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I have 3D position data of particles. I need to calculate g(r, $\theta$). Where g(r, $\theta$) is defined as:

$$ g(r, \theta) = \frac{H(r, \theta)}{N \cdot n(r,\theta)} $$

r is a Euclidean distance between particles and theta is the polar angle from particle moving direction to r (Explained in attached picture). H(r,theta) is the histogram for all N pairs. enter image description here

Usually normalization will be performed by dividing H by N. But I also need to normalize by Volume around the particle. As further will go away from the particle more chances there are to find a particle there. I have found normalization function of the form of n(r, theta): $$ n(r,\theta) = \frac{2}{3} \pi [(r + \delta r)^{3} - r^{3}][cos(\theta) - cos(\theta + \delta\theta)] $$

First of all I do not understand how this function have come into be. Secondly, is this even correct?. Ideally it should be equal to 1 for particles moving in random direction.

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I would not call a function $g(r,\theta)$ a radial distribution function. It does not depend only on the radial distance $r$. I also think that your normalization is not fully consistent with the definition of this function. It should be such that $\rho g(r,\theta) dV$ counts the number of particles present in a system of average number density $\rho$ in a volume $dV$ characterized by a distance $r$ and solid angle $2 \pi \sin(\theta)\mathrm{d}\theta$ with respect to a particle fixed at the origin. Therefore, if the value of the histogram $H(r,\theta)$ counts the number of particles in such a volume, it should be normalized by the number of particles that would be in the same volume if the density would be uniform. I.e. you should divide by $\rho \Delta V(r,\theta)$.

Based on its meaning, the explicit finite difference expression for $\Delta V(r,\theta)$ can be obtained as the difference of differences of the volumes of four spherical sectors (a look at the picture of a spherical sector would help). If $V_s(r,\theta)= \frac{2 \pi}{3}r^3(1-cos(\theta))$ is the volume of the spherical sector of radius $r$ and angle $\theta$,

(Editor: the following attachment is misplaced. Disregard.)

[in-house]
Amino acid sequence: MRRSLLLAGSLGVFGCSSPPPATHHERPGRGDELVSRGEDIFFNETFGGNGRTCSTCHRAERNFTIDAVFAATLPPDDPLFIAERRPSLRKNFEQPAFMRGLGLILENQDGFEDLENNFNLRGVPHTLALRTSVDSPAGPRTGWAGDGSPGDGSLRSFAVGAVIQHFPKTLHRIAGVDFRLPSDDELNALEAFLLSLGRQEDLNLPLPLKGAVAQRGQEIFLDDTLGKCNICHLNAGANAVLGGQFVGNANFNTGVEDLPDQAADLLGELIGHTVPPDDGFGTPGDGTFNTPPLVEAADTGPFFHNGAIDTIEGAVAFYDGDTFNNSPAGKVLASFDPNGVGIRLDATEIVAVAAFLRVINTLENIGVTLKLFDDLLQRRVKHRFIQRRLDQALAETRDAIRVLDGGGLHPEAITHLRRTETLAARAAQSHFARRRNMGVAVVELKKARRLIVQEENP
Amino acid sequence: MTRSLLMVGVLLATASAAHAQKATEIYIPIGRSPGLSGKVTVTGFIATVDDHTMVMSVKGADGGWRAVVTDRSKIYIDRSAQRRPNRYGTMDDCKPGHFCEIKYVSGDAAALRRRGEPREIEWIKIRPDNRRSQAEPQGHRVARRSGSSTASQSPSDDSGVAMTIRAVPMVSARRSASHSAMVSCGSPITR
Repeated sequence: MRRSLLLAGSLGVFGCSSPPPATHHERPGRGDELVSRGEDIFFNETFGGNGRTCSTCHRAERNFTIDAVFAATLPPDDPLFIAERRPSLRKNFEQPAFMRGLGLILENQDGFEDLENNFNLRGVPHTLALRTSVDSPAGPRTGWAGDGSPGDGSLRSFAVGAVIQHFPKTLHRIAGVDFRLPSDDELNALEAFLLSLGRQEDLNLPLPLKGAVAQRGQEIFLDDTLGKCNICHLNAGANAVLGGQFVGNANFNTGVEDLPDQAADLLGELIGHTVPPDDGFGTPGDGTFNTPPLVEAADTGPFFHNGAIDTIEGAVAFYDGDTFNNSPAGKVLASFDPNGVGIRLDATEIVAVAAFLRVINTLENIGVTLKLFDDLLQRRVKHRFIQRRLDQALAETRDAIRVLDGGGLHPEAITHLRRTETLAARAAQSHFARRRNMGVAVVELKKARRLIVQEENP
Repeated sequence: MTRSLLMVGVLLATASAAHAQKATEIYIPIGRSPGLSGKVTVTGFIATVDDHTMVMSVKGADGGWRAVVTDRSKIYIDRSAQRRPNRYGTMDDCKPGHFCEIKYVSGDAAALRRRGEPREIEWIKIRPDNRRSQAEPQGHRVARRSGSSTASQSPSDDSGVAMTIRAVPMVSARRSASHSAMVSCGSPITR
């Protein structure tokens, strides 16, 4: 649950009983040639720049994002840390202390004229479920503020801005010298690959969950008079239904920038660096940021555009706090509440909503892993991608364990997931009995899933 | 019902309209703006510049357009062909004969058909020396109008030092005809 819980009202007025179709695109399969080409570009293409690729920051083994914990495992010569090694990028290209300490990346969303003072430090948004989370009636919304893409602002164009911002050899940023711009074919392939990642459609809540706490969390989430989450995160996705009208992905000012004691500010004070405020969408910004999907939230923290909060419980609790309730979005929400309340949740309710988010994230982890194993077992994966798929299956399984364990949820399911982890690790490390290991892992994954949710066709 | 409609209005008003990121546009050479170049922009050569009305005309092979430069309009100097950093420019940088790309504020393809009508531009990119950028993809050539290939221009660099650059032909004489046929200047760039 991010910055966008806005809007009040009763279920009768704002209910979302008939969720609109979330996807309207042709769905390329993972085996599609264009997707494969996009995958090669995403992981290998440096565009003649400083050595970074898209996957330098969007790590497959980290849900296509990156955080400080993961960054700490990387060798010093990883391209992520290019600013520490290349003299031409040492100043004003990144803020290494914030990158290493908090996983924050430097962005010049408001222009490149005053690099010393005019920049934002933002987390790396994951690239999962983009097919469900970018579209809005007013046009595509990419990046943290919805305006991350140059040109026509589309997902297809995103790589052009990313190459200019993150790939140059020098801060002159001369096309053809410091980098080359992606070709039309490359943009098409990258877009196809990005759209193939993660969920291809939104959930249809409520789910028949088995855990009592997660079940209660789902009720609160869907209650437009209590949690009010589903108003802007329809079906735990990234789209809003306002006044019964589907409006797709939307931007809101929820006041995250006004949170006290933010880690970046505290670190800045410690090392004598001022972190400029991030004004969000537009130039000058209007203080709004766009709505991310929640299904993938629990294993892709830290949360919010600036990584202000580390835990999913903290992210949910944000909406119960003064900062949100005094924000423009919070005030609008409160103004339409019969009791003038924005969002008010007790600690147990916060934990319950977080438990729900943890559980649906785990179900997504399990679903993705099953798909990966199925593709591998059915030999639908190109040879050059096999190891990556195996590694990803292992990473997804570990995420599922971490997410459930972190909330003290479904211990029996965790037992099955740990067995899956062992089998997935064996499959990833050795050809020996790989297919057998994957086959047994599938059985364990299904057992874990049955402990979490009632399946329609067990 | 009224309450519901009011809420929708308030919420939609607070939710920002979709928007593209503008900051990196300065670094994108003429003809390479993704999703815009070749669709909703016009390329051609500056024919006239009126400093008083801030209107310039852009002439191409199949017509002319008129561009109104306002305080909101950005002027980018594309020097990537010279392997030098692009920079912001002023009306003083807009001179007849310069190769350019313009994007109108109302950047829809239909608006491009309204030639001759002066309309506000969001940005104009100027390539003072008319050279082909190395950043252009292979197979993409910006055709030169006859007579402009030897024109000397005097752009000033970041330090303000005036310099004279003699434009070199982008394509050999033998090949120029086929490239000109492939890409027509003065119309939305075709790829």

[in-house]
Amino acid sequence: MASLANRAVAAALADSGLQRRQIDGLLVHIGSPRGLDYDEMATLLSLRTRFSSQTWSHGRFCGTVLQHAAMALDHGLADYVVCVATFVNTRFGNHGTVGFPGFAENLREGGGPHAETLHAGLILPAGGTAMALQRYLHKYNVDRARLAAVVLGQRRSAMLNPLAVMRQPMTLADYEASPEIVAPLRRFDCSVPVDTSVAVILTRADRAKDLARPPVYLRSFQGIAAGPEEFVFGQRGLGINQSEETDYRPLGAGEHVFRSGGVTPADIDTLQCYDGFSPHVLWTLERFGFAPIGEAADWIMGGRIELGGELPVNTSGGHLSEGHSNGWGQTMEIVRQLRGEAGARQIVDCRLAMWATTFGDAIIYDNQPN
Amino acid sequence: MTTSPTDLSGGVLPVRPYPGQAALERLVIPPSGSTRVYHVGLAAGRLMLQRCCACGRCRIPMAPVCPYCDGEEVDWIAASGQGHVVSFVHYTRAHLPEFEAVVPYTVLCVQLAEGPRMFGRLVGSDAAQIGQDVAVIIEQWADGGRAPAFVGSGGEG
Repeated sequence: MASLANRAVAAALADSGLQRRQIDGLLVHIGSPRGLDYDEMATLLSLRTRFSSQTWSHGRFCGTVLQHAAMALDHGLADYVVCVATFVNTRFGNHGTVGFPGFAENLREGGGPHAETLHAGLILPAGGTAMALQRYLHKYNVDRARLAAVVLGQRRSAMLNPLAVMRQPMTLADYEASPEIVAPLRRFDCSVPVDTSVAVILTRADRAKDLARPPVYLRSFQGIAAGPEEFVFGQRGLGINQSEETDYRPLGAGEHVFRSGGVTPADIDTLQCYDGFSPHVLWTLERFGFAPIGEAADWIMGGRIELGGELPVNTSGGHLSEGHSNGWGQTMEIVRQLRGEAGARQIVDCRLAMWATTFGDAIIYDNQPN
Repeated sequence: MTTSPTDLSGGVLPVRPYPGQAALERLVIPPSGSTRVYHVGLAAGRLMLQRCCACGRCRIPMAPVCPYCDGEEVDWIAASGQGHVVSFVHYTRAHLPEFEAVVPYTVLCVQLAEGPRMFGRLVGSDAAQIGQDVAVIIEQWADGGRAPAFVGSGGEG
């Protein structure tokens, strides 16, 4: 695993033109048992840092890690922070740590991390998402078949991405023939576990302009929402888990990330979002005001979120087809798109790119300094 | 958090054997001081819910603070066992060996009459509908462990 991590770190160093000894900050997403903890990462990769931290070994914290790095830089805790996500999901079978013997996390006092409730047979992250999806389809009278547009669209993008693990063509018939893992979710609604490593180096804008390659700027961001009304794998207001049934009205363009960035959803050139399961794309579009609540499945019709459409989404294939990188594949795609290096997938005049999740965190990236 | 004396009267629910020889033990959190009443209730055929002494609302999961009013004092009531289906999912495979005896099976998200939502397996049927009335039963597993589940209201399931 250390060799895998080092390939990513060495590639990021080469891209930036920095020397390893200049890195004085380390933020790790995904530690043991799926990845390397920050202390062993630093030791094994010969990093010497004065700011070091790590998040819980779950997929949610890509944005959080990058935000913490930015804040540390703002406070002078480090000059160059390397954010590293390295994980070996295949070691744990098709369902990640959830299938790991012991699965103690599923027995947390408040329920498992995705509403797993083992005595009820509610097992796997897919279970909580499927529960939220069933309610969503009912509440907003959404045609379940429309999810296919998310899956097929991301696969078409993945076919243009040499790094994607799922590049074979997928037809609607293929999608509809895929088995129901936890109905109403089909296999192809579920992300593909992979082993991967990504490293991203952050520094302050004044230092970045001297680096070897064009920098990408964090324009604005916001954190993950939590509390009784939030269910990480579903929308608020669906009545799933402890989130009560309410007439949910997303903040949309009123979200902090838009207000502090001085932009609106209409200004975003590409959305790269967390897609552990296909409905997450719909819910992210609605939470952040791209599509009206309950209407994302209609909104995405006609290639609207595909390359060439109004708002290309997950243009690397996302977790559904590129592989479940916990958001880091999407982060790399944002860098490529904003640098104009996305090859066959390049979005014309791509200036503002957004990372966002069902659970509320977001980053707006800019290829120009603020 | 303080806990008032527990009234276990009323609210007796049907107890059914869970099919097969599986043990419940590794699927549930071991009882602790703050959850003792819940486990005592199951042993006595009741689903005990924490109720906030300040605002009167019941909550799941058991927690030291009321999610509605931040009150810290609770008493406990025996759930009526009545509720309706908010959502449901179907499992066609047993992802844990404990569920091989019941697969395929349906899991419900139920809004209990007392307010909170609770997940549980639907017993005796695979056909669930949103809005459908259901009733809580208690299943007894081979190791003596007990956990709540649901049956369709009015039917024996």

$$ \begin{align} \Delta V(r,\theta)&= \left[ V_s(r+\delta r, \theta +\delta \theta) - V_s(r+\delta r, \theta ) \right] - \left[ V_s(r, \theta +\delta \theta) - V_s(r, \theta ) \right]\\ &=\frac{2 \pi}{3}[(r + \delta r)^{3} - r^{3}][cos(\theta) - cos(\theta + \delta\theta)] \end{align} $$ which is precisely the formula you quote for your $n(r,\theta)$. Notice however that (also for dimensional reasons) it should be multiplied by $\rho$ and not by $N$.

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  • $\begingroup$ Thank you for the explanation. How would one acquire the $\rho$ value when I only have position values. Would it be $\frac{n}{V}$ while n is number of atom and V will be Total volume under consideration? It would be Total number of Particles in system divided by $\frac{4}{3}\pi r_{max}^3$. I am taking $r_{max}$ here because my system is constraint and total volume would depend upon maximum radius where I am looking for the particle. $\endgroup$ Commented Dec 17, 2020 at 11:11
  • $\begingroup$ @JunaidMehmood $\rho$ is the number density. If the number of particles is fixed, the number of atoms in a box of volume $V$ divided by $V$. If it is a gran-canonical ensemble, the number of particles should be intended as the average number. $\endgroup$ Commented Dec 17, 2020 at 12:33
  • $\begingroup$ I have discrete time steps so I have taken an average of histogram and average number density to calculate g(r,$\theta$). It is working out fine now. My mistake was to not take average of histogram for each particle. $\endgroup$ Commented Dec 17, 2020 at 22:50

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